As the proprietor of the oldest lolo in the area, Rosemary Lendor is the unofficial doyenne of the Marigot waterfront, especially after her spot was blessed with a visit by St. Anthony of Bourdain in 2012. Dressed in a bright plaid shirt that matches her tablecloths, she’s equal parts restaurateur and raconteur. Visit her for breakfast, and you’ll be rewarded with ginger-bay leaf bush tea and a heaping plate of salt fish, roasted green bananas, scrambled eggs, and a warm dish of johnnycakes, the fried or baked flatbread that’s a staple of Saint Martin Creole cuisine. [$]

3W97+7JW
Marigot 97150, St Martin

4. Chez Coco

3W97+6M8, Marigot 97150, St Martin
An open-air restaurant beneath palm frond roof, with a large banner with the name Chez Coco, and diners at tables
Outside Chez Coco.

The child of Mamie Rose, one of the island’s legendary Creole cooks and restaurateurs back in the day, Coco Lake was destined to join the family business. After returning from his military service in France, his mother encouraged him to open his own restaurant, and he’s become a fixture on the Marigot waterfront. Daily specials like goat and chicken curry and stewed oxtail sell out early in the day. He also serves steak, red snapper, tuna, salmon, and mahi-mahi prepared in various ways, but his specialty is conch Creole, a signature that you can’t find elsewhere. The conch strips are tender, with subtle flavors of butter, green bell pepper, and herbs, accompanied by seasoned rice, sweet plantain, potato salad, and green salad. The creamy mango colada is one for the books. [$ - $$]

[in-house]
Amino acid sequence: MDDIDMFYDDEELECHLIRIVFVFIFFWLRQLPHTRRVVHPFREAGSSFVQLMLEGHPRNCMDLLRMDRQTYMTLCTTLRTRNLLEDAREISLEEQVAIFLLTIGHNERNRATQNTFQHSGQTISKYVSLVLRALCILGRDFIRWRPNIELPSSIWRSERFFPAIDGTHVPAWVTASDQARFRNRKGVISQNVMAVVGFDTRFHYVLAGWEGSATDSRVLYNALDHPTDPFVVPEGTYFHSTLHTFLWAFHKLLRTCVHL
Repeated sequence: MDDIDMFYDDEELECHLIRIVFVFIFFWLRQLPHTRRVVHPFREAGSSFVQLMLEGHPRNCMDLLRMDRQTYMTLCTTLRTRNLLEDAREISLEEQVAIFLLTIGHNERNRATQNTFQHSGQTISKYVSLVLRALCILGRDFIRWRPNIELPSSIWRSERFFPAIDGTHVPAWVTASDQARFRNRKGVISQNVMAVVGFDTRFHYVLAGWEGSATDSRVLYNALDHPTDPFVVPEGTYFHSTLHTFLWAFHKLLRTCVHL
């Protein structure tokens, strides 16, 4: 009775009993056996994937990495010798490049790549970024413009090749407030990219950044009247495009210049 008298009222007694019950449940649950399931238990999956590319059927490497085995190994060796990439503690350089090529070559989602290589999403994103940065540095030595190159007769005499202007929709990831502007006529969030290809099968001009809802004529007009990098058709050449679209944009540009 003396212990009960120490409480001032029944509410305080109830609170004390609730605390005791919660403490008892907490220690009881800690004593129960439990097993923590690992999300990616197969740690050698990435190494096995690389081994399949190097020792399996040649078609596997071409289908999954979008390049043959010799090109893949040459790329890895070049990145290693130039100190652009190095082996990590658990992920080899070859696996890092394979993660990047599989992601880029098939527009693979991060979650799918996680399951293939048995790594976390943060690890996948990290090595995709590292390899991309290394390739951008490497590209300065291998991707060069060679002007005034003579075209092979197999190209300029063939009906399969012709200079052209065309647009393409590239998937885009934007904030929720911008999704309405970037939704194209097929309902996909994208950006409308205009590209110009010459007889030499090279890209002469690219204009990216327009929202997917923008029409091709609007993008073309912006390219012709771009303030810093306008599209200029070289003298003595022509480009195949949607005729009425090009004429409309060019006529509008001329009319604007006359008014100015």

3W97+6M8
Marigot 97150, St Martin

5. Spicymilo

3W87+QVX, Marigot 97150, St Martin
An open-air shop with bags of spices beneath chalkboard signs
The Spicymilo shop.

Nearly every Saint Martiner will tell you it’s the seasonings that make the island’s cuisine so distinctive. So before heading home, stock up at this little spice stand in Marigot run by Marianne Gregoire-Celestine (who shows off her own spicy personality in a tourism video). She and her husband started with a local version of Jamaican jerk seasoning and have expanded to include fresh nutmeg seed still in the mace, Caribbean curry powder, and magic spice, their No. 1 seller that’s good on everything from meat to pizza to a cup of bush tea. [$]

3W87+QVX
Marigot 97150, St Martin

6. Lainez Bakery

Rambaud 97150, St Martin
A person cuts into a large galette, accented by a paper crown and accompanied by several spoons
Galette des Rois.
Lainez Bakery/Facebook

The Lainez family has owned this island favorite for more than 30 years. It’s the kind of place where the walls are covered in photos of cycling and tennis teams sponsored by the restaurant. You’ll see people lined up outside during peak hours, stopping in for a cup of bush tea (tisane) which changes daily; orange juice spiked with ginger; or tropical smoothies with mango, soursop, papaya, and pineapple. On the food menu, the turnovers filled with guava paste or banana are signatures, savory croissants come filled with salt cod and tuna, and breakfast sandwiches are on offer with bacon and eggs. [$]

7. Guito Coconut/Alguy Coconut Water

Rue de Colombier, Rambaud 97150, St Martin
A couple stand outside holding a cut-open coconut
Aldrina and Guy Helligar.

There’s always lots of honking and waving when locals see friends on the road, but the loudest greetings are saved for the corner of Rue de Rambaud and Rue de Colombier, not far from the Jimmy Sheik mural “Little Girl and Butterfly.” That’s where Guy and Aldrina Helligar, friends to the whole neighborhood, serve fresh coconut water on Sunday mornings. Guy chops the tops off red, orange, and green coconuts, and Aldrina serves them with a straw. You sip, you chat, and once the juice is gone, Guy slices the coconut open so you can eat the jelly. The couple will also add a splash of gin to your juice for a hydrating hair-of-the-dog drink they call morning coffee. Coconuts are 4 euros, spiked coconuts are 5, liters of fresh coconut water are 10, and coconut jelly is 2. [$]